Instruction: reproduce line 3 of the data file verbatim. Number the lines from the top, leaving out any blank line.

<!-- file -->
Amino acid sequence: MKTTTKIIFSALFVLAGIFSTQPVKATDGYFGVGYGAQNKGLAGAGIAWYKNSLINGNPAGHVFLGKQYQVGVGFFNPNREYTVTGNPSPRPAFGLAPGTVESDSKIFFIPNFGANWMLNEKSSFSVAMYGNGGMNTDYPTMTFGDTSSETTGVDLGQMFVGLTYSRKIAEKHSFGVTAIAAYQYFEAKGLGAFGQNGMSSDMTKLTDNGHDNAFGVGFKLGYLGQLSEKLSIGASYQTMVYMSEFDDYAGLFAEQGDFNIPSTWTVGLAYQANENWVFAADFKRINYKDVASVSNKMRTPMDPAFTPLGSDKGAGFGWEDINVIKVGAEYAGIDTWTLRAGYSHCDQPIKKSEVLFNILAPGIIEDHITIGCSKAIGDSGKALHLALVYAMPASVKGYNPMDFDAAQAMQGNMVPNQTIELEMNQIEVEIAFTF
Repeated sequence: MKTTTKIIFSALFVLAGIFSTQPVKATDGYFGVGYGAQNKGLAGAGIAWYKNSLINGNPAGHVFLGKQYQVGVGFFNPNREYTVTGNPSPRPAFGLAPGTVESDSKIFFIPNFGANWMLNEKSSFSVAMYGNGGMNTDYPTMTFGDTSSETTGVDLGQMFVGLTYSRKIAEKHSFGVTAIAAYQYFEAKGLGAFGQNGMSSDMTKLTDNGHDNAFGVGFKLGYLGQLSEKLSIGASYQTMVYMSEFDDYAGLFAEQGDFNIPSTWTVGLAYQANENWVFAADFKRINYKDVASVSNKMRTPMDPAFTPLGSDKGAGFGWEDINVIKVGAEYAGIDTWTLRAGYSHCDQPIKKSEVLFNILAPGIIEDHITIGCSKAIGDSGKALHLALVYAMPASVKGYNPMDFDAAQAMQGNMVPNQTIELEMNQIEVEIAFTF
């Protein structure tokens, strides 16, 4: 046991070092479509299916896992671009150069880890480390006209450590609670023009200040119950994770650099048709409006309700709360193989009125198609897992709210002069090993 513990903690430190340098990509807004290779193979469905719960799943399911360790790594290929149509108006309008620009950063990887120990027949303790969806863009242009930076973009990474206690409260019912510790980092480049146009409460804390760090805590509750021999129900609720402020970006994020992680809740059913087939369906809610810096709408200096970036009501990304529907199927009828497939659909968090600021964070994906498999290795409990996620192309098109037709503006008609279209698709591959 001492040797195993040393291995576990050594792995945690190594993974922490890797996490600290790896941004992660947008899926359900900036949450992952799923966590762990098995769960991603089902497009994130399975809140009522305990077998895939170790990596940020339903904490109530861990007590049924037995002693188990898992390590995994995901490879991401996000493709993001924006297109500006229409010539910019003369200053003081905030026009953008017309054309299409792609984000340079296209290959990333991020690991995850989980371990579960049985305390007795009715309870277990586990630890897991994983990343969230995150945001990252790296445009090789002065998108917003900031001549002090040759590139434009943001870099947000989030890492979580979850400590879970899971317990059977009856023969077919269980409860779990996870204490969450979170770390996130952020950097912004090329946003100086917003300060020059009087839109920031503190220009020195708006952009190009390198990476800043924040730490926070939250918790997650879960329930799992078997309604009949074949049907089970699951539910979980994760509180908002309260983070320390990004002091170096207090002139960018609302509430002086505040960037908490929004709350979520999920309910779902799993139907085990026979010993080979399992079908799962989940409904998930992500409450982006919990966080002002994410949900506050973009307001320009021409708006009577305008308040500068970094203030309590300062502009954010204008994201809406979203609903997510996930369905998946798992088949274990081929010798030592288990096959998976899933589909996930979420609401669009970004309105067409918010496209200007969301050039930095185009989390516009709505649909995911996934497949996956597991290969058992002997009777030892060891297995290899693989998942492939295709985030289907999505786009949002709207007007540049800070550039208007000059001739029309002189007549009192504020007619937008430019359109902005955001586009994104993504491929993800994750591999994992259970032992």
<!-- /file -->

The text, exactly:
């Protein structure tokens, strides 16, 4: 046991070092479509299916896992671009150069880890480390006209450590609670023009200040119950994770650099048709409006309700709360193989009125198609897992709210002069090993 513990903690430190340098990509807004290779193979469905719960799943399911360790790594290929149509108006309008620009950063990887120990027949303790969806863009242009930076973009990474206690409260019912510790980092480049146009409460804390760090805590509750021999129900609720402020970006994020992680809740059913087939369906809610810096709408200096970036009501990304529907199927009828497939659909968090600021964070994906498999290795409990996620192309098109037709503006008609279209698709591959 001492040797195993040393291995576990050594792995945690190594993974922490890797996490600290790896941004992660947008899926359900900036949450992952799923966590762990098995769960991603089902497009994130399975809140009522305990077998895939170790990596940020339903904490109530861990007590049924037995002693188990898992390590995994995901490879991401996000493709993001924006297109500006229409010539910019003369200053003081905030026009953008017309054309299409792609984000340079296209290959990333991020690991995850989980371990579960049985305390007795009715309870277990586990630890897991994983990343969230995150945001990252790296445009090789002065998108917003900031001549002090040759590139434009943001870099947000989030890492979580979850400590879970899971317990059977009856023969077919269980409860779990996870204490969450979170770390996130952020950097912004090329946003100086917003300060020059009087839109920031503190220009020195708006952009190009390198990476800043924040730490926070939250918790997650879960329930799992078997309604009949074949049907089970699951539910979980994760509180908002309260983070320390990004002091170096207090002139960018609302509430002086505040960037908490929004709350979520999920309910779902799993139907085990026979010993080979399992079908799962989940409904998930992500409450982006919990966080002002994410949900506050973009307001320009021409708006009577305008308040500068970094203030309590300062502009954010204008994201809406979203609903997510996930369905998946798992088949274990081929010798030592288990096959998976899933589909996930979420609401669009970004309105067409918010496209200007969301050039930095185009989390516009709505649909995911996934497949996956597991290969058992002997009777030892060891297995290899693989998942492939295709985030289907999505786009949002709207007007540049800070550039208007000059001739029309002189007549009192504020007619937008430019359109902005955001586009994104993504491929993800994750591999994992259970032992």